For the past four weeks I've been fixated on the concept of grouping notes together. To sum up, this is important for both the learning process and for the understanding and communication of music. You've got to take a breath somewhere! but....
Grouping is not the same as phrasing. Groups of notes are usually in smaller packages than phrases, and function more like words or phrases in English than sentences, which might be the equivalent of a musical phrase. They are smaller units. And one doesn't necessarily "breathe" after each group. However...
One needs to be able to breathe mentally. That is, you have to make a mental break between those groups, understanding them as separate units of music. Within those groups, however, it is important not to make breaks.
Here is something from a recording I made yesterday...
Notice how the last three chords sound like one group. They even feel like one group, with a forward momentum that carries them through with one gesture. While my fingers have to play and release, moving up and down three times, my arm is moving forward only once, unifying the disparate motions of my fingers so that to me this entire grouping feels like one motion--toward the piano. This is the physical, technical side of grouping. The audience hears this as well, which makes aural interpretation much easier, since the mountain of material has already been sorted and grouped. It also makes it, in this case, more exciting to listen to, because the contents seem alive. Now I'll play you the whole passage. The musical selection itself will come next week!
Finally, being able to group is an invaluable aid in the learning process. I can remember a 7-digit phone number much more easily if I group it into chunks of 3 and 4 digits. And while a seven digit number has been shown to be a limit for our immediate memory, there are no such limits for our long term capacity, however "Whereas a chain of letters like CBSMTVIRSSUVTNT might be difficult for labile memory to hang onto, once the letters are chunked into CBS-MTV-IRS-SUV-TNT, the task becomes much easier, and what would never have made it into stable memory has a greater chance of consolidating." point out four brilliant authors of "Individual and Collective Memory Consolidation" Anastasio, Ehrenberger, Watson, Zhang, 2012). Full disclosure: one of these brilliant authors is Mrs. Pianonoise.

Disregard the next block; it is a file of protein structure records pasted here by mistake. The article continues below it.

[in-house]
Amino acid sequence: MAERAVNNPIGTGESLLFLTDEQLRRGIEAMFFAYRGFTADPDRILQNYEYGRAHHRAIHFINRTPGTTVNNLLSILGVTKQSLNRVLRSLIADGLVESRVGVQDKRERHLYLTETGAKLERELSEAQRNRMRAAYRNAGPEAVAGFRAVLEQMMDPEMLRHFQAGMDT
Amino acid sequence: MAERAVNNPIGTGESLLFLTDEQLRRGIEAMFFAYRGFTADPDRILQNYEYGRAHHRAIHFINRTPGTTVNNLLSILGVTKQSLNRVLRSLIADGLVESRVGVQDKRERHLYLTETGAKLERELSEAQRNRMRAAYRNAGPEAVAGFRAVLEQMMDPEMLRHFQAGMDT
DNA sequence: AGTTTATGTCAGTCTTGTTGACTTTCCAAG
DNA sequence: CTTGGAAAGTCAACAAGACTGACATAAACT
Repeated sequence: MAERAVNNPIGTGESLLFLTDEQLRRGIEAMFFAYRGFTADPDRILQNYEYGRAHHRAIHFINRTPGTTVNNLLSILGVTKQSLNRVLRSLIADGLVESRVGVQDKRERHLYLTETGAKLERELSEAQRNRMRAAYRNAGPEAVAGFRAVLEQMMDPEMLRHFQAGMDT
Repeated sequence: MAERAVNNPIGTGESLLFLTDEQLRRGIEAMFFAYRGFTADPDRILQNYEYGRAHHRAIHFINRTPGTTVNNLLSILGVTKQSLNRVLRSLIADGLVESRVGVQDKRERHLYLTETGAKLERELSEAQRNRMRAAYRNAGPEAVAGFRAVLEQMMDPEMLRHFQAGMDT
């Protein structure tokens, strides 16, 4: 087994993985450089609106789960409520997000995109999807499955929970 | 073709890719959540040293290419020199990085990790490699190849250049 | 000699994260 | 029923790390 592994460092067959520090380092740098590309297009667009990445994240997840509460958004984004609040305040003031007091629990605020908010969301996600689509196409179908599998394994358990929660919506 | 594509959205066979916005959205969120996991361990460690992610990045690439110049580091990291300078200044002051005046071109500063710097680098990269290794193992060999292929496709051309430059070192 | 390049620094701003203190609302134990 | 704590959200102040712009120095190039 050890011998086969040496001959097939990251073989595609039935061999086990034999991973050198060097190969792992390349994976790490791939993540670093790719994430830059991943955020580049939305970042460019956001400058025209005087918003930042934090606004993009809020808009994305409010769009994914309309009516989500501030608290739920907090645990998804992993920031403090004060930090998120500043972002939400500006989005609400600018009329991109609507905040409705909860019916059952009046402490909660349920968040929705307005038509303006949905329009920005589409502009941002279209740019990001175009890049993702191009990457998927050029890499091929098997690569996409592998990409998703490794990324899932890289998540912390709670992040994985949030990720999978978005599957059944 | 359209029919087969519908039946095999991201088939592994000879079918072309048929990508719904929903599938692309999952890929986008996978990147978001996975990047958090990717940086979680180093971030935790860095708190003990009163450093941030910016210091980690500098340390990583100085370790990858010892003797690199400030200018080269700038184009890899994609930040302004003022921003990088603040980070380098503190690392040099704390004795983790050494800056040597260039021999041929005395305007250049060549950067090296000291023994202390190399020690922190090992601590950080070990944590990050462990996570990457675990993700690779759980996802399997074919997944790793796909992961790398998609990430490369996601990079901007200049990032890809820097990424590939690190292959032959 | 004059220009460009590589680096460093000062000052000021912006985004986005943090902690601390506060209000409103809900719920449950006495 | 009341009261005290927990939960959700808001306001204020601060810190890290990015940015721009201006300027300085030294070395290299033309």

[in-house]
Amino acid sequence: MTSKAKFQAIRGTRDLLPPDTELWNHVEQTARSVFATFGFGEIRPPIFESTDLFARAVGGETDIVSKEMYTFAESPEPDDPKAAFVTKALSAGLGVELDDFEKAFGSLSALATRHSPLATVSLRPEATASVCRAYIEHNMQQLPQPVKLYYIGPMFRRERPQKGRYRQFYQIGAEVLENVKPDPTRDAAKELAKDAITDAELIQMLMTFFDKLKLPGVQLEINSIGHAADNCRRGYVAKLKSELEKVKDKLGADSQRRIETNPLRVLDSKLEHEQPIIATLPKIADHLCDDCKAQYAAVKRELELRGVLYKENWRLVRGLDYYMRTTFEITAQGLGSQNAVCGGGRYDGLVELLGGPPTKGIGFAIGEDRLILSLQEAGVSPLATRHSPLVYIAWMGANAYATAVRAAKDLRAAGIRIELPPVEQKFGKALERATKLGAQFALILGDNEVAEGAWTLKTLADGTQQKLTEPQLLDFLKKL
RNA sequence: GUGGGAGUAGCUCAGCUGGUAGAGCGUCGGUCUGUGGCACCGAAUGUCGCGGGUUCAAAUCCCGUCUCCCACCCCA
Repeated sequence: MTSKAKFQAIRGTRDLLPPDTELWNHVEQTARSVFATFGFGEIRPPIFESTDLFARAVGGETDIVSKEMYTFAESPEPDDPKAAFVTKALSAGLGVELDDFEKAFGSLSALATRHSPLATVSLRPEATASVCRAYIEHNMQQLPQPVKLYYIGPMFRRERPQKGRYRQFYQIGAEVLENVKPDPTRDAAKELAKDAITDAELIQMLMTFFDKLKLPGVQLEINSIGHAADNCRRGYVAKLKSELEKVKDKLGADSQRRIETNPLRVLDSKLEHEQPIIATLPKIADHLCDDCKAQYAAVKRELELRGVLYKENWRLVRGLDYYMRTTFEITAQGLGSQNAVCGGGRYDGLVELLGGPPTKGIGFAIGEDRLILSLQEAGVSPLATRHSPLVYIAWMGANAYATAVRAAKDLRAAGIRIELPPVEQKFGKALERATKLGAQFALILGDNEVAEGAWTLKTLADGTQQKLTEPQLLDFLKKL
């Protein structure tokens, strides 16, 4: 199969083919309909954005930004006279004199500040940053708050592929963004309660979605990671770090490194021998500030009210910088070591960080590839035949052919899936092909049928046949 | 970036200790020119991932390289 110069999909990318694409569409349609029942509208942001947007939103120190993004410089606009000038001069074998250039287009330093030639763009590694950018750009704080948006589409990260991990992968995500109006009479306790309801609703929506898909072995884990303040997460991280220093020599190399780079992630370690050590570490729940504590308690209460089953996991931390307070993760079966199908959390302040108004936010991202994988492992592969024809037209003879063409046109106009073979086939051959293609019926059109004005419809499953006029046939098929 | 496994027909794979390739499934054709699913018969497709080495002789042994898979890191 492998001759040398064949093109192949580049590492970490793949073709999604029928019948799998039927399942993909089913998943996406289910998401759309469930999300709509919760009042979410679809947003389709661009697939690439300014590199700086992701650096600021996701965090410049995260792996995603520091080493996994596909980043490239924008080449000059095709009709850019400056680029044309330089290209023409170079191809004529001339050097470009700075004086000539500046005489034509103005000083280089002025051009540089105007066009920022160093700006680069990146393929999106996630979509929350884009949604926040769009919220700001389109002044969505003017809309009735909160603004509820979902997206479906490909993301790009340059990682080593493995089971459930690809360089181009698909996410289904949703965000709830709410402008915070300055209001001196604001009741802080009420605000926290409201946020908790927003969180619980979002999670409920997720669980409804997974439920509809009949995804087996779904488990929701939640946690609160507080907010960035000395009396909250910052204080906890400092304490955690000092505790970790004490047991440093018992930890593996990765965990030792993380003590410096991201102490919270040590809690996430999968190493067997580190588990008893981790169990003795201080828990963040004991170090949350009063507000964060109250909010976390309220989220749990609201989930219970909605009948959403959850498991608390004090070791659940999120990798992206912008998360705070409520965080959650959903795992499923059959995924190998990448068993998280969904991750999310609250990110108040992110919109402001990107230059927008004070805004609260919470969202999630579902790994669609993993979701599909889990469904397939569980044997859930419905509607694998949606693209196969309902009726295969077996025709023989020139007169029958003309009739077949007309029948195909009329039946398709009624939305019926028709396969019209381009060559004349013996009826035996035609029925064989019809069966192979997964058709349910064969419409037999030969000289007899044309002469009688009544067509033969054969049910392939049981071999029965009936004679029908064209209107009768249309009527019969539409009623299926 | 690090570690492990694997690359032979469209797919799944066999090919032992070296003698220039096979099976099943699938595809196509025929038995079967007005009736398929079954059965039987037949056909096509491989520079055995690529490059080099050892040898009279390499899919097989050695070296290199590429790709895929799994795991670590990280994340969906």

In the example above, it turns out that chunking the information into 3-digit pieces produces recognizable acronyms. However, in musical interpretation, different players may come to quite different results. (How about if I group them so they all rhyme? CB-SMT-VIRSSUV-TNT! works as a cheer--has a nice chanting rhythm to it--and as a young person I may not recognize CBS anyhow!) Generally, however, the chunks are fairly short, sometimes they overlap (thus the final note of one may also be the beginning of the other) and they can often be found because of some relation they have with the preceding or succeeding material (such as a pure repetition, a sequence, some kind of development, or the start of a new chain of similar cells). Chunking is fun, chunking is a necessity, it is a way of life. It brings order to disparate elements, and ease of understanding. It separates professionals from amateurs, skilled interpreters from people who are just playing notes and don't sound like they know what they are musically "talking" about.
It is strange people didn't spend time talking about this at the conservatory. Still, you can hear an element of this in the practice room, as people take small bits of pieces and play them over and over in order to acquaint their fingers, wrists and arms with their routes. If the mind is engaged in the process, all the better. And all the difference.